Fresh from a history-making recall election that landed a Republican at the helm of one of the most liberal states in the union, the GOP is hoping that a wave of victory will topple Democratic Sen. Barbara Boxer (search) in 2004.

"The recall and victory of Arnold Schwarzenegger has motivated the party and they are clearly going to focus on next year and carrying that momentum forward," said Dan Allen, spokesman for the Republican Senatorial Campaign Committee (search).

"[Boxer] is extremely vulnerable," said media strategist Sheri Annis, who worked with Schwarzenegger in his successful referendum campaign for after-school program funding in 2002. "The Republicans just need to put up the right person."

Therein lies the rub, say political observers, some of whom agree that Boxer may not be in the best shape going into an election season. They point out that Republicans are having a difficult time recruiting a candidate with the guts and glamour to pull off a statewide ouster of a two-term U.S. senator.

"It’s a potential long shot until the Republicans get a candidate who shows some pizzazz or fund-raising ability" said Stu Rothenberg, political analyst and editor of the Rothenberg Political Report (search).

Rothenberg, who gauges the heady races in the campaign season, said he doesn't measure the Boxer re-election bid as any more than a "second tier race," and warned against reading a broader mandate for Republicans in Schwarzenegger's election to governor on Oct. 7.

A moderate on social issues, but wielding a fiscally conservative message to an economically beleaguered state, the former Hollywood actor was elected on the same ballot that recalled Democratic Gov. Gray Davis.

"The mandate was to get rid of Gray Davis and bring in someone new," said Rothenberg. "None of that had anything to do with Washington federal policy or Barbara Boxer really."

One of the GOP's best chances for mounting a credible challenge lay in recruiting Rep. David Dreier (search), R-Calif., who raised his profile co-chairing the Schwarzenegger campaign. He now heads Schwarzenegger's transition team and announced last week that he is happy in his current position representing the 26th District in Glendora and will be running for re-election.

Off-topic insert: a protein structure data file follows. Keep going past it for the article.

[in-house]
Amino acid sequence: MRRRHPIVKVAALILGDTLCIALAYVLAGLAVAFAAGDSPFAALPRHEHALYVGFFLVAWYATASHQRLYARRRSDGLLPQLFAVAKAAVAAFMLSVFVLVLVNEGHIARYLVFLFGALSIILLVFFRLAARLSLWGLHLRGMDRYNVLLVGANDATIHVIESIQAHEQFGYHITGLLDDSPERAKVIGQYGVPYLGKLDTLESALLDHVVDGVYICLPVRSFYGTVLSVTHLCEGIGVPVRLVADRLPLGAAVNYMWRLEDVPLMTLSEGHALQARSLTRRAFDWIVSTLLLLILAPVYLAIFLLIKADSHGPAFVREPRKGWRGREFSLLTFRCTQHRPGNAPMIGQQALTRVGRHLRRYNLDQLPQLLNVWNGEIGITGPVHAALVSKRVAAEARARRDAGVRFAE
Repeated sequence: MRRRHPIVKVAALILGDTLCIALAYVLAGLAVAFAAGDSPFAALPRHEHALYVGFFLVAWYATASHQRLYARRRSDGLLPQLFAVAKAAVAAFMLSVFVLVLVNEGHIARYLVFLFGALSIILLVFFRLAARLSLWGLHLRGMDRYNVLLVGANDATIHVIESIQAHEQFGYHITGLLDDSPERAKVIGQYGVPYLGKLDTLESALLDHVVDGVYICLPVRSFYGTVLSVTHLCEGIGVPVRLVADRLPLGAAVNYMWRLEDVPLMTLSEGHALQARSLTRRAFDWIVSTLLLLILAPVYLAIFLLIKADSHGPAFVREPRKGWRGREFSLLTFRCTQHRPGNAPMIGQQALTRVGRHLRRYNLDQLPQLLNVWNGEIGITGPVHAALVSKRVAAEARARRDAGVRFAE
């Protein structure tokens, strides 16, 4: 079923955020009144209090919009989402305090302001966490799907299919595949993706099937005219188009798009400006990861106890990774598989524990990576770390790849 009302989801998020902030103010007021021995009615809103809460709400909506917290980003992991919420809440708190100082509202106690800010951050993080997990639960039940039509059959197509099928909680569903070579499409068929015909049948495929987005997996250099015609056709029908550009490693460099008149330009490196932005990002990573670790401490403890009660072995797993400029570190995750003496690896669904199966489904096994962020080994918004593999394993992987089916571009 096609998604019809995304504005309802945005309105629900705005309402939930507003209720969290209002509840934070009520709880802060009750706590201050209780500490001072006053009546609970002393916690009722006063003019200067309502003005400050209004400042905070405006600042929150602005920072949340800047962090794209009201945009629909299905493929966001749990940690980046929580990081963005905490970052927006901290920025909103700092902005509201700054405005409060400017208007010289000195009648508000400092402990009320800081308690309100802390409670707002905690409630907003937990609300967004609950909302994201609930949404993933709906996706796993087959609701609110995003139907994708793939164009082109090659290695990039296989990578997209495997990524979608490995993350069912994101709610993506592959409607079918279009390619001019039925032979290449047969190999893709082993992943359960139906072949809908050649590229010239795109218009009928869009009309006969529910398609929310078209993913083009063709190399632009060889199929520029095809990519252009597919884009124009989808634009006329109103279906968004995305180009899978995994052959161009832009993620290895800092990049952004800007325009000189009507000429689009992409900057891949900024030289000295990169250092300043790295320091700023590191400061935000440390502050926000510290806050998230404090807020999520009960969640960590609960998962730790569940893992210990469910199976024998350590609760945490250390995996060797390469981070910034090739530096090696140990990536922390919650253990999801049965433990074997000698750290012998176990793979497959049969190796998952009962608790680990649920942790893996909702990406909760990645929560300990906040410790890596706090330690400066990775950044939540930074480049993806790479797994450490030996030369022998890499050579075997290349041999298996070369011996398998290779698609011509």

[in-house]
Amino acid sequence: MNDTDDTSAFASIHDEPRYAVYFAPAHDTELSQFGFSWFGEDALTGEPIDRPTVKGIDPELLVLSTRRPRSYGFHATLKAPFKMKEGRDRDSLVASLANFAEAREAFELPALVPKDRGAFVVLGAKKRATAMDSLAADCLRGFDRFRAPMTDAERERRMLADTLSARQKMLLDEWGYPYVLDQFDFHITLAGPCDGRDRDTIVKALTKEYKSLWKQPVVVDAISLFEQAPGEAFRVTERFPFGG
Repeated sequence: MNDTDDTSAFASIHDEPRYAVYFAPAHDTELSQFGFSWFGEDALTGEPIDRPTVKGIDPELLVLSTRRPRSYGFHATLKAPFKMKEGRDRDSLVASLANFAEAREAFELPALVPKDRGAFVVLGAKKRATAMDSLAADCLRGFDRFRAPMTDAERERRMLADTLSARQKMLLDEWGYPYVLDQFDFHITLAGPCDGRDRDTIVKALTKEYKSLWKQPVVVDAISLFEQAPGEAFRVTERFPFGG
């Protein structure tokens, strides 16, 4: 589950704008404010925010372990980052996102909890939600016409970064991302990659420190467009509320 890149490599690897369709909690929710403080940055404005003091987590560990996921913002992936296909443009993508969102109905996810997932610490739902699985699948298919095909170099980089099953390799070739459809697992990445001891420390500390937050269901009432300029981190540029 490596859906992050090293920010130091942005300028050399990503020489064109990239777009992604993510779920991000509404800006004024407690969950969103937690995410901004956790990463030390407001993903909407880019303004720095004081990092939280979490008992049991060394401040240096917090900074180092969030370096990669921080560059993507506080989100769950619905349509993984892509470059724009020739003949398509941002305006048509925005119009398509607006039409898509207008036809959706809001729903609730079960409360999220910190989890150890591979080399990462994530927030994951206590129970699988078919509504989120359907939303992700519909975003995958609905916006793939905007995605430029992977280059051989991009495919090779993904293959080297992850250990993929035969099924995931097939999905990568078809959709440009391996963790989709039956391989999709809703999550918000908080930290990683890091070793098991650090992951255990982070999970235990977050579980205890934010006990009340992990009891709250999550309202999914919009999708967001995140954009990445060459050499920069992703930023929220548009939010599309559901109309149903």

So far, only a handful of Republicans have formally announced their intention to run against Boxer, none with any of the attention Dreier has garnered in his short time working with the new governor.

Former Los Altos Mayor Toni Casey, Ventura County Assemblyman Tony Strickland and former U.S. Treasurer Rosario Marin have all filed papers to run. Reports suggest former California Secretary of State Bill Jones may also be considering a run.

Rep. Darrell Issa (search), R-Calif., is also mulling over a chance to replace Boxer. After his financial contributions helped spark the recall petition process, he ran for the governorship but withdrew as Schwarzenegger's campaign gained traction over the summer. A conservative, Issa ran unsuccessfully against moderate former state Treasurer Matt Fong in the GOP primary to challenge Boxer in 1998.

With so much attention paid to the recall and Schwarzenegger's victory, little focus has yet been paid on the Senate race, say analysts, who add that Schwarzenegger's active endorsement of any GOP bidder for Boxer's seat would be integral to success.

But most agree that he's not going to go to bat for just any candidate, if anyone at all. "He uses his political capital when he feels the candidate is right," said Annis. "I have a feeling that Arnold will have a lot of say in who ends up running. The time is right for a moderate Republican in that Senate seat."

David Corn, editor of The Nation, suggested that Schwarzenegger might be more cautious than in his early days as a Hollywood actor and Republican activist.

"I am not sure if Schwarzenegger, coming in with all of the challenges he faces, is in a position to be a kingmaker and a senator-maker right away," Corn said.

But with or without the new governor's direct help, some Republicans believe the right candidate will be able to capitalize on the positive image he casts for their party, and Boxer's less-than-stellar numbers.

"California, at the end of the day, is fairly independent, and the Republican Party — until Arnold Schwarzenegger — hadn't given voters adequate reason to replace the Democrats in office," said Monty Warner, a GOP media consultant. "There's a different culture now. The ground troops are energized."

Boxer, an unabashed liberal, received an approval rating of 41 percent and a disapproval rating of 27 percent, with 32 percent of voters saying they didn't know, in a September survey by the Public Policy Institute of California. A July Field Poll showed 49 percent of respondents approved and 35 percent disapproved of Boxer.

Boxer campaign spokesman Roy Behr said the numbers are inconsequential and the numbers were lower at this point in the 1998 campaign. She still went on to beat her opponent Matt Fong 53 percent to 43 percent.

"Actions speak louder than words," said Behr. "If anyone truly thought she was beatable, you would see a flood of credible candidates in the race."

Lionel Chetwynd, a Hollywood screenwriter and filmmaker who says he is one of the few Republicans who actually exist in Tinseltown, called Boxer a polarizing figure with a strong base of liberal supporters who will fight hard for her re-election. The key to any GOP bid, he said, would be to follow what he calls the lead set by President Bush and Schwarzenegger — to support a moderate "big tent" Republican message.

"You'd have more of a chance of holding together a coalition like the one that elected Arnold Schwarzenegger," he said. "With the right candidate, Boxer is fatally vulnerable — with the wrong one she is unassailable."